Yields on government bonds in Canada and the U.S. were little changed last month, but experienced a rollercoaster ride in October. The yield on Canada’s 10-year Federal debt touched an intra-month low of 1.23% and a 1.62% high on a wild ride for risk sentiment. Trade optimism and some stabilization across global PMIs helped re-steepen the U.S. 2-10 yield curve back to its July level (Figure 1). The positive news flow also helped take some wind out of the U.S. dollar, which fell 2% whereas the loonie gained another 0.6%. However, recent data still leaves the growth outlook at a sub-trend pace in most regions, including Canada. This leaves bond yields to remain driven by hope for a U.S.-China trade deal.

Figure 1: Good news and Fed easing help re-steepen yield curves

Equity Factors: Can’t win them all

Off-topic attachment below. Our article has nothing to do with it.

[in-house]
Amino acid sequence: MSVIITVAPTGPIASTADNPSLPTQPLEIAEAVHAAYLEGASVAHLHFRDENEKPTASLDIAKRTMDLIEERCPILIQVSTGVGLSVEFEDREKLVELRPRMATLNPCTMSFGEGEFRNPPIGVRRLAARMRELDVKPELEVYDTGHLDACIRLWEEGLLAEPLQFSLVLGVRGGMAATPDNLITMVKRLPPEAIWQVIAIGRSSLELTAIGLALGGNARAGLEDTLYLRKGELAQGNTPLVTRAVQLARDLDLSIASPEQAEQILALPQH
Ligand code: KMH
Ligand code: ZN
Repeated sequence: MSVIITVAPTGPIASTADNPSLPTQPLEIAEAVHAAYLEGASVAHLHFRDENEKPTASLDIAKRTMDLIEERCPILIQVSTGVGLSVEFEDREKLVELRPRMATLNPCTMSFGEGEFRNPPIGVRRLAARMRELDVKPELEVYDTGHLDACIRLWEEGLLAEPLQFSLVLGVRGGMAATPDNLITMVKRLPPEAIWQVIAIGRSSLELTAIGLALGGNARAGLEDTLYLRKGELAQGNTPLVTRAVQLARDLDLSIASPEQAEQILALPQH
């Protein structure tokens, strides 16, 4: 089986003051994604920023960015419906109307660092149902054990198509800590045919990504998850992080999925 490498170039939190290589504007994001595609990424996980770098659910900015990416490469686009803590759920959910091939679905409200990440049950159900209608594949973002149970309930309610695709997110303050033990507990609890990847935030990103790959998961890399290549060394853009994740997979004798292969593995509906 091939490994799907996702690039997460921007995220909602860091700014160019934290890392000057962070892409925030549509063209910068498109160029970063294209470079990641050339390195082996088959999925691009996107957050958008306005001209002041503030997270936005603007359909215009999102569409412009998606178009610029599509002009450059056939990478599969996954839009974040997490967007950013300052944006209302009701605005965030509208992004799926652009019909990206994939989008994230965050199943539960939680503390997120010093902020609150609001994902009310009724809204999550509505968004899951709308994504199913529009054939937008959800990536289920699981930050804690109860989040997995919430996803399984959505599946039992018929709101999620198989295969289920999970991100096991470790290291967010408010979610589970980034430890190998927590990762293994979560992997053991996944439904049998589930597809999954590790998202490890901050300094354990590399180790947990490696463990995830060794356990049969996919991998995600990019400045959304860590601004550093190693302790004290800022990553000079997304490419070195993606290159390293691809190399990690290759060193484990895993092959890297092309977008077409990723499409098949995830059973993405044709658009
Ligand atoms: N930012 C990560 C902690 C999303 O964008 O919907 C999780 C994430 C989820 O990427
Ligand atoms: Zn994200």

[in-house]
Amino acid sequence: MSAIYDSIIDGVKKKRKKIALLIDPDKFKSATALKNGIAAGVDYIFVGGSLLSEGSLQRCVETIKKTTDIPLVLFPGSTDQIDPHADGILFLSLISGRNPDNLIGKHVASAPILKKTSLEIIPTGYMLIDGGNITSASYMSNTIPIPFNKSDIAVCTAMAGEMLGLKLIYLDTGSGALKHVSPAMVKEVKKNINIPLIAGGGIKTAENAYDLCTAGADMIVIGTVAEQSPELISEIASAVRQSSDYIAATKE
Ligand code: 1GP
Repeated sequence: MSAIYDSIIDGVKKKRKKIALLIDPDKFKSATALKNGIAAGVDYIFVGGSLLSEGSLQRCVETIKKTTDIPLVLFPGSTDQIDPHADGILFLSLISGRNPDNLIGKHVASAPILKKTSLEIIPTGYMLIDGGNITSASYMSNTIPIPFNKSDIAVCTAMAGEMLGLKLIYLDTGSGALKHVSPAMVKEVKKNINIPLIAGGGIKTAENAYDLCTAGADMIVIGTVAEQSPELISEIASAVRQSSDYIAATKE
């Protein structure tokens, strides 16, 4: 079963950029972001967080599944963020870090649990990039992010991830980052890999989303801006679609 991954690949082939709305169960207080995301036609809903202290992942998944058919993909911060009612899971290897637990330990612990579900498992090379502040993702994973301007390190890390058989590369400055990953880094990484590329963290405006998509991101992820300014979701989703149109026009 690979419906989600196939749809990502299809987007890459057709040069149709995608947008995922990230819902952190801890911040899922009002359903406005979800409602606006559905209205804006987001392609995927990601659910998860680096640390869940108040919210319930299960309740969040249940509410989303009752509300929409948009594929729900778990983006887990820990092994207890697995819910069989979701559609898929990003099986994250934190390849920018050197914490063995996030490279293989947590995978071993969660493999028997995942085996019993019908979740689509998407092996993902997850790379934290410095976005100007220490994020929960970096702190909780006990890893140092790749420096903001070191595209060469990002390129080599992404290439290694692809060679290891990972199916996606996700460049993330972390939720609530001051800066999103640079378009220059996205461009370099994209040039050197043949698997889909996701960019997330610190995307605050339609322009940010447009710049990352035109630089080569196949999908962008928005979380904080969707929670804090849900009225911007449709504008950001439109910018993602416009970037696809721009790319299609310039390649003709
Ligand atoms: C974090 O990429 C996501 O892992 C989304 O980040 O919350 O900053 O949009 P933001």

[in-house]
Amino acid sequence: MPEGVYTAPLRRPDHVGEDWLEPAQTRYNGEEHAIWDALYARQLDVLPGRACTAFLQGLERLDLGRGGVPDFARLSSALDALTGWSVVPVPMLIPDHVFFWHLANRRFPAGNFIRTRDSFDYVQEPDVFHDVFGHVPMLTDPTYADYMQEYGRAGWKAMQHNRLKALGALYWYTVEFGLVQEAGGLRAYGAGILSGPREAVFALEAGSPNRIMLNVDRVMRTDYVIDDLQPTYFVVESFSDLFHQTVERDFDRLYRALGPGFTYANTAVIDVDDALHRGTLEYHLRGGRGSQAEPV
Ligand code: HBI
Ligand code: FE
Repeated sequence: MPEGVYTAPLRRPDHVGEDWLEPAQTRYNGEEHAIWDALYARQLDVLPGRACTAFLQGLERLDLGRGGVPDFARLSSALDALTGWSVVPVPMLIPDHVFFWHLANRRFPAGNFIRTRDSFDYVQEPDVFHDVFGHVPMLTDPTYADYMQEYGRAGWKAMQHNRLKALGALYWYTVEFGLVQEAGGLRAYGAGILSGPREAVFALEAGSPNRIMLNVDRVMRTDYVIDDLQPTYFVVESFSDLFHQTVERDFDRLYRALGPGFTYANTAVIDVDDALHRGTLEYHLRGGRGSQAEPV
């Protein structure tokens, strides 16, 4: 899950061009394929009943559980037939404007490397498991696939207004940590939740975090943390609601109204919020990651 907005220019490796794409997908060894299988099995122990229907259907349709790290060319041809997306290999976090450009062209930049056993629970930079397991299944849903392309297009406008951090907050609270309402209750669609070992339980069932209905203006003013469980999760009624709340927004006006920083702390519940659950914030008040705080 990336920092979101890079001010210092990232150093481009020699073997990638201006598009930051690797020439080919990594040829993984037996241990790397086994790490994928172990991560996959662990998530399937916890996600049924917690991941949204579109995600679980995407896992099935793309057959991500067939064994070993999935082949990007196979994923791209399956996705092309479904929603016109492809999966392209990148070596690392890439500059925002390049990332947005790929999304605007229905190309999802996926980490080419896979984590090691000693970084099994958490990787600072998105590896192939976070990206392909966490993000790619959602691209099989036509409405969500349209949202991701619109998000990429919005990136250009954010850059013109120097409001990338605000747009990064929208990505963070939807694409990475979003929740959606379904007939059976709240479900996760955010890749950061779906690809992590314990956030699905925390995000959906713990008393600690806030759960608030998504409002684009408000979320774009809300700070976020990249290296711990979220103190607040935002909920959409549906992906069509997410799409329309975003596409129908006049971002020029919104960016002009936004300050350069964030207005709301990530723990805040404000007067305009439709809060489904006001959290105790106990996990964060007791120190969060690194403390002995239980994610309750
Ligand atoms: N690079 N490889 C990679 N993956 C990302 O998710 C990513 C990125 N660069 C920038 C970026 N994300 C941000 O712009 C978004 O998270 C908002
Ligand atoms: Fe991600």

The tide of optimism helped narrow the dispersion of returns across global equity factors, but the Growth (+3.2%) vs Value (+2.2%) leadership flipped again while the monthly horse race was won by Quality (+3.8%). Unsurprisingly, Low-Vol (+0.9%) lagged as cyclicals made a comeback.

In Canada, the BMO Canadian Low-Volatility Equity ETF (ticker: ZLB, -2.1%) registered a negative month after 9 months of gains and also lagged the broad market BMO S&P/TSX Capped Composite Index ETF (ticker: ZCN, -1.0%). Trade-optimism does not alter our overweight conviction on Low-Vol stocks in Canada. Although we remain steadily bullish on stocks, the road ahead is likely to remain bumpy as economic indicators remain soft. 

Trade Hope: Celebrating mini deals